Adds Parent: “It’s somewhat of a capitalintensive business, but if you do the marketing right and follow the systems it’s a very nice cash-fl ow business as well.” The average guest check at Extreme Pizza is $9, and 75 percent of the company’s sales is attributed to pizza. Delivery accounts for half of Extreme’s sales, while dine-in and carryout are equally split at 25 percent each.
The menu at Extreme Pizza offers whole and slice pies, as well as sandwiches, salads, calzones and wings. Beer (80 percent of alcohol sales) and wine (20 percent) are also available. Parent says the menu is evaluated regularly to ensure it performs well. “We always try to keep our menu unique and current,” he says. “We try to add a pizza or two a year, and at the same time make sure the offerings don’t become too overwhelming.” Lunch accounts for up to 30 percent of Extreme Pizza’s sales, and Parent says catering and individual pizzas, more than slices, are the reasons for that. “By-the-slice is not a main driver, but it’s a great offering for someone who’s on the run,” he says. “On the other hand, our individual size offering, which is an eightinch, is moving a lot. It seems to have a little more cache or attraction for whatever reason. Plus, we do a lot of catering. We try to keep a diversifi ed mix between catering, eat-in, commercial and residential delivery so that we’re not banking on any one segment too much.”
Catering accounts for 10- 15 percent of Extreme Pizza’s business, and Parent says his catering program has been a fixture for several years and is a key component to his company’s success. “It comes down to a lot of pounding the pavement and guerilla marketing,” he says. “You have to let people know you’re in the catering market and that you deliver. It’s always great to start off your day with big sales in the till before you open. When we look at new locations and areas, we’re looking for that trade, we’re looking for the office parks and the lunchtime day trade as well as the rooftops.”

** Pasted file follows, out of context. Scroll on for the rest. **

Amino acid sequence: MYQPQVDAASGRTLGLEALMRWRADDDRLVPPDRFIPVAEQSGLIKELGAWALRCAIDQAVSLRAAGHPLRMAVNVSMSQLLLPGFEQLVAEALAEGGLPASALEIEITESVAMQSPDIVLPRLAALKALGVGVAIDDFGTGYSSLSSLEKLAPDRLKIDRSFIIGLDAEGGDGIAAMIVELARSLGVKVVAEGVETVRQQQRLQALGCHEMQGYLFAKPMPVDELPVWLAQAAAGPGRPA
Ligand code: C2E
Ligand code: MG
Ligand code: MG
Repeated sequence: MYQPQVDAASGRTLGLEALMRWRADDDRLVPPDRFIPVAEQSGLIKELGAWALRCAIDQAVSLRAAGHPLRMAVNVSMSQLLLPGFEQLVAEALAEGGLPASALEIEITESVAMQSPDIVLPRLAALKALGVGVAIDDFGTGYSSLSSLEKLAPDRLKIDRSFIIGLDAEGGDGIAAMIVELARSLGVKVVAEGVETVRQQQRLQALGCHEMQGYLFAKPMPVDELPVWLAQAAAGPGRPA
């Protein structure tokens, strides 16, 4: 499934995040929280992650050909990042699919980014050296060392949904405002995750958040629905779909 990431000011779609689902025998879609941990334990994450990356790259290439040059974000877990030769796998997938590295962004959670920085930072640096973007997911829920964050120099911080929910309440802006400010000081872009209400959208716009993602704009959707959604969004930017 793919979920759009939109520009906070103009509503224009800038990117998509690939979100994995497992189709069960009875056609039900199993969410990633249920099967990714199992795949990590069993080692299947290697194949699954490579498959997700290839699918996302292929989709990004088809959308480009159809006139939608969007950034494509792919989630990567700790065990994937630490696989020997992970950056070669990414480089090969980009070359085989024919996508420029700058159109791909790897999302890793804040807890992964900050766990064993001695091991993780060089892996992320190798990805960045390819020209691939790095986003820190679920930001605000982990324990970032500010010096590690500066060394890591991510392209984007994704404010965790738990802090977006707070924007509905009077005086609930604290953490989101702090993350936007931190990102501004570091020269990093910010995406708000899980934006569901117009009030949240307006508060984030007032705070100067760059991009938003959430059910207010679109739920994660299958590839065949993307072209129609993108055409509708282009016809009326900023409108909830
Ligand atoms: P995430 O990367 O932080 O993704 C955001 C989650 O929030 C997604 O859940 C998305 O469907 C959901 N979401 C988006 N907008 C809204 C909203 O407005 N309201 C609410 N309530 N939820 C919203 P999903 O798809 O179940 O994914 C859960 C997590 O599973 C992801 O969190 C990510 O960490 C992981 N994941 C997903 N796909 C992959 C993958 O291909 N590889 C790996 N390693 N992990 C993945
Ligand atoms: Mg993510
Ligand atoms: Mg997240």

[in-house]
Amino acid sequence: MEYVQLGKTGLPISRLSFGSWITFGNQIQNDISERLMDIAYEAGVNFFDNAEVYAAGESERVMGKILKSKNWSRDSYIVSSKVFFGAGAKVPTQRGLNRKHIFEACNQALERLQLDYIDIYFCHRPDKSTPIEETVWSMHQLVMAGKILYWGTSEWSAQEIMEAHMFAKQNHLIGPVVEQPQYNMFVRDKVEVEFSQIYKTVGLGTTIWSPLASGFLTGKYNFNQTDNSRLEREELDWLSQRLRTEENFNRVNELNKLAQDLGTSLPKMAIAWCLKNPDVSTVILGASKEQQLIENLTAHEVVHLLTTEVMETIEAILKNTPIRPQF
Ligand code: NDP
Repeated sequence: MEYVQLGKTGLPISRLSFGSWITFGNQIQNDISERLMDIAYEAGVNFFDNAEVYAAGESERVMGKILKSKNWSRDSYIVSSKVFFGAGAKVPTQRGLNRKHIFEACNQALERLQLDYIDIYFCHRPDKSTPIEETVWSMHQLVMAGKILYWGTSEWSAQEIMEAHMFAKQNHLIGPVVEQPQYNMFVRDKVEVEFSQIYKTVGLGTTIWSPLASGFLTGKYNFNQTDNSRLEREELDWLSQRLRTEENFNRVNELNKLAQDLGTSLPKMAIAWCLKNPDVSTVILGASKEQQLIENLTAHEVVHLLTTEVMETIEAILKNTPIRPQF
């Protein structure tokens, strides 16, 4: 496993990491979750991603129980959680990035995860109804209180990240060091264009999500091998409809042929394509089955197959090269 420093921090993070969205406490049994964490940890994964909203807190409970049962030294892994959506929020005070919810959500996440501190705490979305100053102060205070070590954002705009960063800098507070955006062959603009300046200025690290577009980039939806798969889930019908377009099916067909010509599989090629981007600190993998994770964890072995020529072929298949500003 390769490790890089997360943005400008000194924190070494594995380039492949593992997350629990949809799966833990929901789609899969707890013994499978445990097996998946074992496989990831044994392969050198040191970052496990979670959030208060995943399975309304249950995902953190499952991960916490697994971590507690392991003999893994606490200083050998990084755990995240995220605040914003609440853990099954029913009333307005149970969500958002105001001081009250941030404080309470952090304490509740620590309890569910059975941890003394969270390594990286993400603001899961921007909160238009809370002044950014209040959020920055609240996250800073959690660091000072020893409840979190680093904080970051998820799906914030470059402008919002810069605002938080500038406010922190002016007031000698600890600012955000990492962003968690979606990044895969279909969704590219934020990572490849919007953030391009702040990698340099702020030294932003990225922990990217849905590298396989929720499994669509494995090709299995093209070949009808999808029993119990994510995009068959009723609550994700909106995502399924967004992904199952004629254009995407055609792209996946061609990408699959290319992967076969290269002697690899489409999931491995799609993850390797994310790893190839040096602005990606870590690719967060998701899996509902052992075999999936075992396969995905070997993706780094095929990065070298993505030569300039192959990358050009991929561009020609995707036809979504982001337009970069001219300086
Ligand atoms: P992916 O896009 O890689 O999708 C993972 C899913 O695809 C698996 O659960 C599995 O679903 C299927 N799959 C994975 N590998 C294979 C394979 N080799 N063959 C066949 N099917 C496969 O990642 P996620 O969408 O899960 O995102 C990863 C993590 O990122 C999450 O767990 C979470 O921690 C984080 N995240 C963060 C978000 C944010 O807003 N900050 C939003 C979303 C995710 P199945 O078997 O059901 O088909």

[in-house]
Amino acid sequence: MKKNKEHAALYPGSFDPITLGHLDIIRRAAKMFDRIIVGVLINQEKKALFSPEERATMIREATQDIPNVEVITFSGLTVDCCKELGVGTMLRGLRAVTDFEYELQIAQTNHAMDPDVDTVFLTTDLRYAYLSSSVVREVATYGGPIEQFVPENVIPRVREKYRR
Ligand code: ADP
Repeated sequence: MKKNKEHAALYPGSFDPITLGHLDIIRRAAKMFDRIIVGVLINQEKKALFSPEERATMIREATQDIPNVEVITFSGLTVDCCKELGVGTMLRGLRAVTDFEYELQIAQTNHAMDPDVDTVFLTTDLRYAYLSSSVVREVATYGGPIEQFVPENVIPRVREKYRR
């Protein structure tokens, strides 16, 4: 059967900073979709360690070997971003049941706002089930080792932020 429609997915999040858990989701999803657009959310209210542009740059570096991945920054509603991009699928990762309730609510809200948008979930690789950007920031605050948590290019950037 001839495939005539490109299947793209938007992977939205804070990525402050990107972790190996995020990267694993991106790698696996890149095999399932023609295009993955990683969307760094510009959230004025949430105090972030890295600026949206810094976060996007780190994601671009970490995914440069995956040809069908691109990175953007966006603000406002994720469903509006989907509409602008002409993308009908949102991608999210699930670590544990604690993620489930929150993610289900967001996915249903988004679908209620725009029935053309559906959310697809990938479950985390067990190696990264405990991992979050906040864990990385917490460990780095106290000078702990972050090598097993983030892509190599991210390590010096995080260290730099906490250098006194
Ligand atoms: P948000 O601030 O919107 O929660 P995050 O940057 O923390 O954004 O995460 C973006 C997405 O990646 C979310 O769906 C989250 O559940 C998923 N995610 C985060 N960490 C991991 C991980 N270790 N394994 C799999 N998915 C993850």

Extreme Pizza built its catering reputation the old fashioned way, says Parent: “We were aggressive on giving away free product. We do a lot of sampling, and you always have to back up a highquality product with great service. To this day, we’re still making cold calls and still following up with existing customers to make sure that they like everything and that the order was to their satisfaction.” Though the corporate offi ce has employees that focus on catering, Parent says the stores are required to get involved at the ground level as well.
“A minimum of six times per week they have to reach out on their own to set up corporate comps,” he says. “They’ll give away multiple pizzas or free sandwiches and salad so that a corporation with a couple hundred people are trying a good variety of our offerings. “Typically, people say, ‘What’s the catch?’ Well, there is no catch. We believe in our product and service, and if you like it we’re just hoping you’ll try us next time you need to set something up. That continues to prove to be a great way to retain business and get new customers.” ?
Jeremy White is editor-in-chief at PIZZA TODAY.